Owning and maintaining a successful garden is about more than just having a “green thumb” or knowing when to plant your tomatoes. There is plenty that can be learned through everyday knowledge and tips that experienced gardeners are often willing to share with any listening ears. All you have to do is be interested in learning the right way.
Pay attention to the compatibility of your plants. You can plant tall plants, such as tomatoes, and use them to shade such sun-sensitive plants as lettuce and spinach. These combinations can reduce the amount of fertile space your garden requires while also increasing the yield of all the types of plants you have.
If you are planting vegetables, choose varieties that don’t require processing in order to keep. For example, sweet potatoes and onions will keep for months as long as they are kept cool and dry, without any additional work on your part. This reduces the amount of time you have to spend after harvesting.
You need to be realistic about what your garden can and can’t produce. No matter how tempting a particular vegetable may be, if it’s not suitable for your climate, it’s not going to grow well. You’ll get more out of your garden if you focus on plants that are right for your area.
To give your plant great nutrition without spending a lot of money, use leaves! Leaves are one of the best plant foods available. Try covering any exposed soil in your garden with small, shredded leaves. This will enrich the soil and will allow it to provide better nutrition to your plants.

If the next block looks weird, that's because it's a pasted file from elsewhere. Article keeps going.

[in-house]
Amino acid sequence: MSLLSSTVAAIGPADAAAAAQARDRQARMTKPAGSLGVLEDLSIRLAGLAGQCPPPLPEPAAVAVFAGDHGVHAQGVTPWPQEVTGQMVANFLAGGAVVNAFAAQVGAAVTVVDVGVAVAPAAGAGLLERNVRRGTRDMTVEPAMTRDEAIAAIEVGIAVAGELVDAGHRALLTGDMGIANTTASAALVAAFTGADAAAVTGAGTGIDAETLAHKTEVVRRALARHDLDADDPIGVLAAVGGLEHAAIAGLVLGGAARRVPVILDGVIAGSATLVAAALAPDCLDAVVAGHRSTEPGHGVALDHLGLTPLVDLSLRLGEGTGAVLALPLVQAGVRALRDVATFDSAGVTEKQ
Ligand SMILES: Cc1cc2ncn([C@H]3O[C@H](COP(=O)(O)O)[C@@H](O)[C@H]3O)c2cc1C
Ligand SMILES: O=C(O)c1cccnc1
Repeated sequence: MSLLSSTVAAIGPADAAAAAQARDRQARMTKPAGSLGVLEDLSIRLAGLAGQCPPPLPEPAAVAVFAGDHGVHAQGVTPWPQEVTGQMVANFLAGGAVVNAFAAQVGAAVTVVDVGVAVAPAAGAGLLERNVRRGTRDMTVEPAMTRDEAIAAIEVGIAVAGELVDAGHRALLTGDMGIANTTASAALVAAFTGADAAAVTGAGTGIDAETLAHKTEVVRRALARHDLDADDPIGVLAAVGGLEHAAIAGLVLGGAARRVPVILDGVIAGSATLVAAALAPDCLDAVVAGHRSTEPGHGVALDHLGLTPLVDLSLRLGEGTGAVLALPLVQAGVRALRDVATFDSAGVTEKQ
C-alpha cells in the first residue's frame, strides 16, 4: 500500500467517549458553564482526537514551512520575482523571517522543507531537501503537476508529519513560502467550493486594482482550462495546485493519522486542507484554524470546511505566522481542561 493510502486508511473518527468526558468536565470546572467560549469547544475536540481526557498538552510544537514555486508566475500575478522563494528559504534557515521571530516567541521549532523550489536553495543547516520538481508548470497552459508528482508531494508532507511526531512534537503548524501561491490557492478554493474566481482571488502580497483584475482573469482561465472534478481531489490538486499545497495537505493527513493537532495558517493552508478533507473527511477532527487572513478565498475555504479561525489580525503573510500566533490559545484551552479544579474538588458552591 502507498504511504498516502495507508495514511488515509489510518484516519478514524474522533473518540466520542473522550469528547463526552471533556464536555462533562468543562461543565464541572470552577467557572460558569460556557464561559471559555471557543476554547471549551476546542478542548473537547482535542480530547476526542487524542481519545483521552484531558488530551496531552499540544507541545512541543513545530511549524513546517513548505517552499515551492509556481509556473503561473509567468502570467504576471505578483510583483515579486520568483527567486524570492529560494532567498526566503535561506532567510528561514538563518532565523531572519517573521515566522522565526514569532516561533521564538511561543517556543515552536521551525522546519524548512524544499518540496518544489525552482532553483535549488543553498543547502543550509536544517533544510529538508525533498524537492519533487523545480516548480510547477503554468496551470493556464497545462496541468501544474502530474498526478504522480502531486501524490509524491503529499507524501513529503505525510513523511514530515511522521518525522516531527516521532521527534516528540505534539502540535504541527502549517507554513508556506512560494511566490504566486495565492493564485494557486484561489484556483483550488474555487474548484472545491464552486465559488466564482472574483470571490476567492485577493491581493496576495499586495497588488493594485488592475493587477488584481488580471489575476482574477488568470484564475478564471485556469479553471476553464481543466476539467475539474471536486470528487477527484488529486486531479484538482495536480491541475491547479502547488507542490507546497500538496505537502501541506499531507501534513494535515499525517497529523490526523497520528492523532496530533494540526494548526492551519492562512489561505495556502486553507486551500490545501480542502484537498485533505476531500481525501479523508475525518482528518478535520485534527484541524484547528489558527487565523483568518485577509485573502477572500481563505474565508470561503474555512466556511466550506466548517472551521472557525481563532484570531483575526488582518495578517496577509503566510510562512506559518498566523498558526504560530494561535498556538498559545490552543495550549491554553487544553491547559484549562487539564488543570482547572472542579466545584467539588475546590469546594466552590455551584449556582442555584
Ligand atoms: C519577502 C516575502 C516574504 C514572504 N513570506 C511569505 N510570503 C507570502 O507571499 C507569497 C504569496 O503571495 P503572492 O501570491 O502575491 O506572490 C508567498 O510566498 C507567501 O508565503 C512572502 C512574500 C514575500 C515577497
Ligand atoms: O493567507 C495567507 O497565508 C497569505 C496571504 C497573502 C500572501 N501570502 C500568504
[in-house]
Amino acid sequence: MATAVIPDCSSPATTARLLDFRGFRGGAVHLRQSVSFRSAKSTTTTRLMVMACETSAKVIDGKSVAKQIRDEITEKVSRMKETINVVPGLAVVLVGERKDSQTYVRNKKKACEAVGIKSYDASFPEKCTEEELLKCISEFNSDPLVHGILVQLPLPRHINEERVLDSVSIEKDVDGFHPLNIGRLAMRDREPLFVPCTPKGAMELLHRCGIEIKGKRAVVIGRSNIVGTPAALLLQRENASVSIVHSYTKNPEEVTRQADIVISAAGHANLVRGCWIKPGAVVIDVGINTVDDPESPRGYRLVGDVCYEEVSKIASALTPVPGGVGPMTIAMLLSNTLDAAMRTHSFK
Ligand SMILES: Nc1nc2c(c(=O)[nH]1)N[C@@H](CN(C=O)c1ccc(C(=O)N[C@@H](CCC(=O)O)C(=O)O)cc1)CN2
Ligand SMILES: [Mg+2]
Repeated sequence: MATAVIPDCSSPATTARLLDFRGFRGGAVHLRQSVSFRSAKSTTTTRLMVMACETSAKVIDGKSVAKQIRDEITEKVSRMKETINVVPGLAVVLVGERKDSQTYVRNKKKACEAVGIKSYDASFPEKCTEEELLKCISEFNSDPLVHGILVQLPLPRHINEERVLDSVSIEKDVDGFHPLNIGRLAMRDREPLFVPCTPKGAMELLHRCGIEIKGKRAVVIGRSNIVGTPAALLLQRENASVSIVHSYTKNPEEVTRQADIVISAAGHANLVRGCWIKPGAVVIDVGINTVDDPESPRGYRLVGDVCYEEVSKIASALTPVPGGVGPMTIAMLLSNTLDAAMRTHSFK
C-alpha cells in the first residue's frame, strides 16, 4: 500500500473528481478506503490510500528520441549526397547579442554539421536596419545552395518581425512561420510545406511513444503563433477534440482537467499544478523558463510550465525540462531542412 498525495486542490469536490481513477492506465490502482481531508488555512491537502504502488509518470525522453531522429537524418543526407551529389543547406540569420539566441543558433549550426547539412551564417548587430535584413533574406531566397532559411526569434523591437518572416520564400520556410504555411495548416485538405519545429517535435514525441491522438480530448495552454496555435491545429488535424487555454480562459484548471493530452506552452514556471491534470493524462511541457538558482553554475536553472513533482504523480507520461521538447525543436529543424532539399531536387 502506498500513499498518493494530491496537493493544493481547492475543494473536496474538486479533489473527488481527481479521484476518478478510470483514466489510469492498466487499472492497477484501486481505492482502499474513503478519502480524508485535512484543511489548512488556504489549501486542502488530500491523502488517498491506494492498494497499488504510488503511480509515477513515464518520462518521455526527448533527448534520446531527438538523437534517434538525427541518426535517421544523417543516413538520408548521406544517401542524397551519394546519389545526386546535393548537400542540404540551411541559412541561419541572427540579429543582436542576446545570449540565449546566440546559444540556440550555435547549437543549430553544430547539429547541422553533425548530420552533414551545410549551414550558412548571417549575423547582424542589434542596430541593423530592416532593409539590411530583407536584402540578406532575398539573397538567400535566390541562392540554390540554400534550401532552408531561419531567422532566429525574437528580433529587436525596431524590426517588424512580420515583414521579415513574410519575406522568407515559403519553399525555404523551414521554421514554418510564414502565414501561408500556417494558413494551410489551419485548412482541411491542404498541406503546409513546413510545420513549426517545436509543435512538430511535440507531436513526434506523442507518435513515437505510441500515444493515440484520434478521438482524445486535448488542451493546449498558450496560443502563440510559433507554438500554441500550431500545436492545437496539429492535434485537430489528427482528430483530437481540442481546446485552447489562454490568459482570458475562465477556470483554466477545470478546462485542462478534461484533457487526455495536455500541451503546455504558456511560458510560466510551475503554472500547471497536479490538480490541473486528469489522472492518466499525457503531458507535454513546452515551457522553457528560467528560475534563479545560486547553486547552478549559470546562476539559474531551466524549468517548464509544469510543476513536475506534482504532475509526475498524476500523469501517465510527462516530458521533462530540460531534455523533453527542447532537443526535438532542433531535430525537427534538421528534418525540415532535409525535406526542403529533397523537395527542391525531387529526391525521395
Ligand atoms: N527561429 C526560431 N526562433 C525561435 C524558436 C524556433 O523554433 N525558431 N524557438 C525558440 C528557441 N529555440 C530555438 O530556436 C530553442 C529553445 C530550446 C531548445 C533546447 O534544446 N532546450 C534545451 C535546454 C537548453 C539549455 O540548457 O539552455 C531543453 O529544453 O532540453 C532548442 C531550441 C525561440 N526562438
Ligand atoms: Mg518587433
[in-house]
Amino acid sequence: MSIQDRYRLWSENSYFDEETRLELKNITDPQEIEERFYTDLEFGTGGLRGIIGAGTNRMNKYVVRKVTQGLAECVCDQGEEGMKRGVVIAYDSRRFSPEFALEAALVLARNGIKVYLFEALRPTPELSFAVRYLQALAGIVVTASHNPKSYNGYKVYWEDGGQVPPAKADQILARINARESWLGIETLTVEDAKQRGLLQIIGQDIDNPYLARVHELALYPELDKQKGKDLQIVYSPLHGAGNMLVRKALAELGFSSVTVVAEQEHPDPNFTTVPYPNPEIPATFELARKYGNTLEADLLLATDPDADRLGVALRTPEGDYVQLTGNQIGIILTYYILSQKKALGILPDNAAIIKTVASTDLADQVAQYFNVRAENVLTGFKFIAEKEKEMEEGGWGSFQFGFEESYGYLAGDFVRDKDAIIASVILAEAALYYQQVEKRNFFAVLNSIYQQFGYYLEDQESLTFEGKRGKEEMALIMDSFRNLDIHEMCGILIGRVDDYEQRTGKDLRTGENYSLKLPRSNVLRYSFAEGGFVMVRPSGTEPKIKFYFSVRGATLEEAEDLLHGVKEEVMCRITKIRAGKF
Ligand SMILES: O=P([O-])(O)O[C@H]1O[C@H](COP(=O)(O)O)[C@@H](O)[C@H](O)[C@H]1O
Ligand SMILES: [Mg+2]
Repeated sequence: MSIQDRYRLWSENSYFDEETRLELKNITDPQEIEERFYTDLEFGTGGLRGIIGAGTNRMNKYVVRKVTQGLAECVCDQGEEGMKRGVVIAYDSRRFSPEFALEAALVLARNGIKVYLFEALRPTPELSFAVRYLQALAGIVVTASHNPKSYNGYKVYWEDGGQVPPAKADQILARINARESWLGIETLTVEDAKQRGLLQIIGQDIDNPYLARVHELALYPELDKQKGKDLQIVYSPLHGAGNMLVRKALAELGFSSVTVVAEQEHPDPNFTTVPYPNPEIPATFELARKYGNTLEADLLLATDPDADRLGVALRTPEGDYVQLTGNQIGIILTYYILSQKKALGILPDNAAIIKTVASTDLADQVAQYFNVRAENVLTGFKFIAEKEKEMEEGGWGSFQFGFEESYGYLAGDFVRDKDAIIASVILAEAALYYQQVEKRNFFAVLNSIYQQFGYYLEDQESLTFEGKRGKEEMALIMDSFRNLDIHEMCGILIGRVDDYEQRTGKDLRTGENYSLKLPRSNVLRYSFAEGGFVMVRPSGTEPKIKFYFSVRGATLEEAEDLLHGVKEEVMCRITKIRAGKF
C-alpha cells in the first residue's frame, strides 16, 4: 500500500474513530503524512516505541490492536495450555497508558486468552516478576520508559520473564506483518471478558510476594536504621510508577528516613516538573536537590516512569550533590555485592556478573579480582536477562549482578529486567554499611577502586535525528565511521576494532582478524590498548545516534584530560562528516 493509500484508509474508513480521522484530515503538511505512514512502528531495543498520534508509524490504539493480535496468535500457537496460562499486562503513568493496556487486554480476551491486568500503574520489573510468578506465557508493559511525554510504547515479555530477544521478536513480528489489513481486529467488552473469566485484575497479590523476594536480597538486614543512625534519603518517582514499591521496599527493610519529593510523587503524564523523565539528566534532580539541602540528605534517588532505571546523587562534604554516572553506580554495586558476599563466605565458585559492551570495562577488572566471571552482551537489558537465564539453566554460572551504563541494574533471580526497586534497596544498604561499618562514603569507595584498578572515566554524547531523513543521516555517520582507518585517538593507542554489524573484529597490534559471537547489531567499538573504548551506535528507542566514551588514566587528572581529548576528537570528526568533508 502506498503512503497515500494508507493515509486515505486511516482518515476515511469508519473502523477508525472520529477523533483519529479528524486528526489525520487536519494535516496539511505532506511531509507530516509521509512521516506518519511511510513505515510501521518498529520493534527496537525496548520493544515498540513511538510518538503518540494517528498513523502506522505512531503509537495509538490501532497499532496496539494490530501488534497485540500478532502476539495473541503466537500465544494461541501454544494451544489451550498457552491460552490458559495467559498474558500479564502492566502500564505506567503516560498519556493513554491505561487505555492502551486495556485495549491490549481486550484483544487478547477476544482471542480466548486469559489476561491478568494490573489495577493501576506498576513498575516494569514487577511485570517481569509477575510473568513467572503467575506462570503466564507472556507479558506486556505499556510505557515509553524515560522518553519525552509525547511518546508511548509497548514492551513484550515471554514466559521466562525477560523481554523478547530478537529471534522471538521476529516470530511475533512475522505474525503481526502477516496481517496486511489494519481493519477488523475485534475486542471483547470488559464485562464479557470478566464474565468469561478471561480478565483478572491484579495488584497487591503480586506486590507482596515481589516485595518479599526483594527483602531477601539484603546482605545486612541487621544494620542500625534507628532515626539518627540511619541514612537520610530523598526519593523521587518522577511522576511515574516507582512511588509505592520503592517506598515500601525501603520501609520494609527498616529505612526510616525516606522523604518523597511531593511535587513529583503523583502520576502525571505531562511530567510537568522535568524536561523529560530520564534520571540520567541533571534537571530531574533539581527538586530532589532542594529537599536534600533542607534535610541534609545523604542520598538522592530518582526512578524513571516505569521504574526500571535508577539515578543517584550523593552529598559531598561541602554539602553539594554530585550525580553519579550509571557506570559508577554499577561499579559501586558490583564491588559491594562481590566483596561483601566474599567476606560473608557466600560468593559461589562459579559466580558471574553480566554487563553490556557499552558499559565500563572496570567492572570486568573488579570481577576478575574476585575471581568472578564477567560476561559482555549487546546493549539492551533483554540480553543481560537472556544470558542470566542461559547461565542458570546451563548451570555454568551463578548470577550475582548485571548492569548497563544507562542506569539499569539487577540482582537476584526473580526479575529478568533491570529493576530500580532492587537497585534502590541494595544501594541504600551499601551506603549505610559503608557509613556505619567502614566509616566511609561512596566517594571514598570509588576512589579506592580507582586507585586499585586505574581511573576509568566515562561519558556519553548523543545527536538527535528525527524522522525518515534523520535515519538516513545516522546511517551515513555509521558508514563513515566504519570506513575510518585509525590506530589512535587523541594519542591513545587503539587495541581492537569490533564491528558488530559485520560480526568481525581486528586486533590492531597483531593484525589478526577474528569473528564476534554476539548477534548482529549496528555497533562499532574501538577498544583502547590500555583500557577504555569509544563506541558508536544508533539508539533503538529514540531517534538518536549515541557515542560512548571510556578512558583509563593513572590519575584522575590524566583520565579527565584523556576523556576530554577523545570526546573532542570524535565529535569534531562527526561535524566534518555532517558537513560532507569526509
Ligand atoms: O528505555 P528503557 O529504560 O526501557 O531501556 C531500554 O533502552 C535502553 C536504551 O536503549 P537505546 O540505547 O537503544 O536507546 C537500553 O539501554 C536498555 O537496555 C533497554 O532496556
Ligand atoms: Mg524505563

Put a fence around your garden. It keeps out dogs, kids and a wide variety of other creatures that might try to invade your space. If there are gophers where you live, you can also try using raised beds in your garden with screened in bottoms. The extra effort is worth the frustration it will save you.
Plant evergreen shrubs. Certain shrubs can provide triple duty throughout the year: they bear leaves year-round, produce flowers, and sometimes have ornamental fruit that attracts birds and other wildlife. This makes them very desirable in any landscape design. Excellent varieties are Berberis, Holly, Camellia Japonica, Ceanothus, Viburnum and Skimmia. Most will survive in any conditions.
Through the article, you should have picked up on a few tips that will help you plant and raise your garden with a little better results. As you can see, it takes a combination of time, care, and planning to make it reach the full potential. Of course, having a “green thumb” doesn’t hurt.